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« Blogs, Articles, Tweets, Oh My! (on AIIM and Enterprise 2.0) | Main | Of Findability, Folksonomies, and Facets »

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I have to agree with Dan on this one. As fate would have it, and for full disclosure, I used to work in the same company as Dan for 8 years (we also have kept in touch since then). I have full trust in Dan and Carl's ability as experts on the topic of "search" (in all its glory).

Search is an often misunderstood concept. Findability (yes, a reasonable reference...Wiki it) refers to location of information pertinent to completion of a task. The problem is that task completion depends on context and that is what can be frustrating unless your underlying search/indexing engine, etc... are tuned for a more sophisticated search...many are not and most users don't have the patience to better understand how to leverage it.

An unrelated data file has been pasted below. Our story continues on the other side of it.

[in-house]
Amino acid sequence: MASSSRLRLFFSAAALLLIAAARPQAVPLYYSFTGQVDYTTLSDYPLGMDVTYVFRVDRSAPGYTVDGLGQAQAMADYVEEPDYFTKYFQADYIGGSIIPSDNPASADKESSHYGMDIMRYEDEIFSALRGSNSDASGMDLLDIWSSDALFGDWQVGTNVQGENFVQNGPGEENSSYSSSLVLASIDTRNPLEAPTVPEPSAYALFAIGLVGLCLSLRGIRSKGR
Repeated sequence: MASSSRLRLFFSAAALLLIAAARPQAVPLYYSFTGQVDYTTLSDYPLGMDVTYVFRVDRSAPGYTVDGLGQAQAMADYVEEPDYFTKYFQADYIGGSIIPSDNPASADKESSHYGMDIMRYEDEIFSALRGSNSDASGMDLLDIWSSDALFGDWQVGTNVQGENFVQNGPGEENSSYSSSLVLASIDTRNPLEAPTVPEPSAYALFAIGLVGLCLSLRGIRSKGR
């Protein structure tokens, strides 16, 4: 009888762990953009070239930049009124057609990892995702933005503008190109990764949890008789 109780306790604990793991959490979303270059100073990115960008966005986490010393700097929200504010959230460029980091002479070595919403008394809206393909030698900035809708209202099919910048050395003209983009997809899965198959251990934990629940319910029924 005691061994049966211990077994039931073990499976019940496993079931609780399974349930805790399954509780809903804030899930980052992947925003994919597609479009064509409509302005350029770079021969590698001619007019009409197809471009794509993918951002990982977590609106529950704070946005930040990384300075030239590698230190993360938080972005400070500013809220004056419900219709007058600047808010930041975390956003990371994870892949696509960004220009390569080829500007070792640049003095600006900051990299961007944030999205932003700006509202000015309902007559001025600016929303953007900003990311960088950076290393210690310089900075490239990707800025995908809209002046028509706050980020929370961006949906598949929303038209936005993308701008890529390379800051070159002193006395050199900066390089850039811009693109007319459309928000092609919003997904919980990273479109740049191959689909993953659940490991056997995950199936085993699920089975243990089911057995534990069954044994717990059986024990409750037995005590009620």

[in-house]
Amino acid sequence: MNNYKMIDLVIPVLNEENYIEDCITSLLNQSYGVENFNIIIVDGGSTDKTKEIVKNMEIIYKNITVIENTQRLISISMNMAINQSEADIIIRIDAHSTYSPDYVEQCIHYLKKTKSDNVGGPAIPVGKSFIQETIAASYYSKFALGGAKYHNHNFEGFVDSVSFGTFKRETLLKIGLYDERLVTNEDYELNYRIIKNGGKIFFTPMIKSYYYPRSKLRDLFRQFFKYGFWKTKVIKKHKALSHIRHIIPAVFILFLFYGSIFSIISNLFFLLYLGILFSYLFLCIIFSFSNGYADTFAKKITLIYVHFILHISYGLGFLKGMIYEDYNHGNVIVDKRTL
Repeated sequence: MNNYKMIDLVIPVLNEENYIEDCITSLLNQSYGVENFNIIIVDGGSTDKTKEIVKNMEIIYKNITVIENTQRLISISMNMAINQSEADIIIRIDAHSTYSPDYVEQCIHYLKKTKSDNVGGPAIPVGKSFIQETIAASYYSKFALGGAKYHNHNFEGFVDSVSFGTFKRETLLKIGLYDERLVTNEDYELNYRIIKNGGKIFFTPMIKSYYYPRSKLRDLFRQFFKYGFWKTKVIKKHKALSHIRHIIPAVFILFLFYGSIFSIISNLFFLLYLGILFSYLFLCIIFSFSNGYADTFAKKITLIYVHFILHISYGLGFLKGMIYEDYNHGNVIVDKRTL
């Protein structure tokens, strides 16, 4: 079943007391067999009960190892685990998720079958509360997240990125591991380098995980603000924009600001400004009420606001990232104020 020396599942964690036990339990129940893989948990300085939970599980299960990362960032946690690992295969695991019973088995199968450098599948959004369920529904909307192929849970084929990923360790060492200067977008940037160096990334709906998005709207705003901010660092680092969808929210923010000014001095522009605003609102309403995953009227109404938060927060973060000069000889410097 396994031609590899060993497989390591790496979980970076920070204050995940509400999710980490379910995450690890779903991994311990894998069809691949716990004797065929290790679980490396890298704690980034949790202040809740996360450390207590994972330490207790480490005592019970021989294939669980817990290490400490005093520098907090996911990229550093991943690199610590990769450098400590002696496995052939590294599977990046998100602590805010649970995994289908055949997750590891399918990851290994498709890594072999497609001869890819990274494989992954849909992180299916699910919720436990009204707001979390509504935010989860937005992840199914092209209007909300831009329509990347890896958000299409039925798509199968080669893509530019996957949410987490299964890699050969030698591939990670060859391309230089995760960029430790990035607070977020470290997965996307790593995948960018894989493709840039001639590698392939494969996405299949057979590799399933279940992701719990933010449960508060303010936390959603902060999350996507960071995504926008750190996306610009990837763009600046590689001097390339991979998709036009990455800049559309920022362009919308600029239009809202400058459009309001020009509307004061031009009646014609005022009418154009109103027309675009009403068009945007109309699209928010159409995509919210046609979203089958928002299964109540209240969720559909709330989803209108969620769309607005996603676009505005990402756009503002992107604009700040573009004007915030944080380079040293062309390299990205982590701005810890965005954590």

Back in the days when Knowledge Management was hot (circa 1997), largely due to all the tacit knowledge being lost by companies as experienced employees left, there was a lot of inference around a data centric model..."write the letter and then write why you wrote it". This clearly didn't work.

Getting to the "answer" for many organizations is anchored in plowing through the companies ERP and CRM data via complex and expensive reporting tools which is inherently easier to mine due to its structured nature but still leaves much of the innovation-centric tacit information stuck in the unstructured info (text, emails, etc...)...both sets of information are critical.

In the end, I personally believe that organizations and individuals fail to implement these solutions due to a complex set of limitations (both real and self imposed) and the result of their resulting "triage" leaves them unwilling to establish a set of goals for incremental improvements to the "problem".

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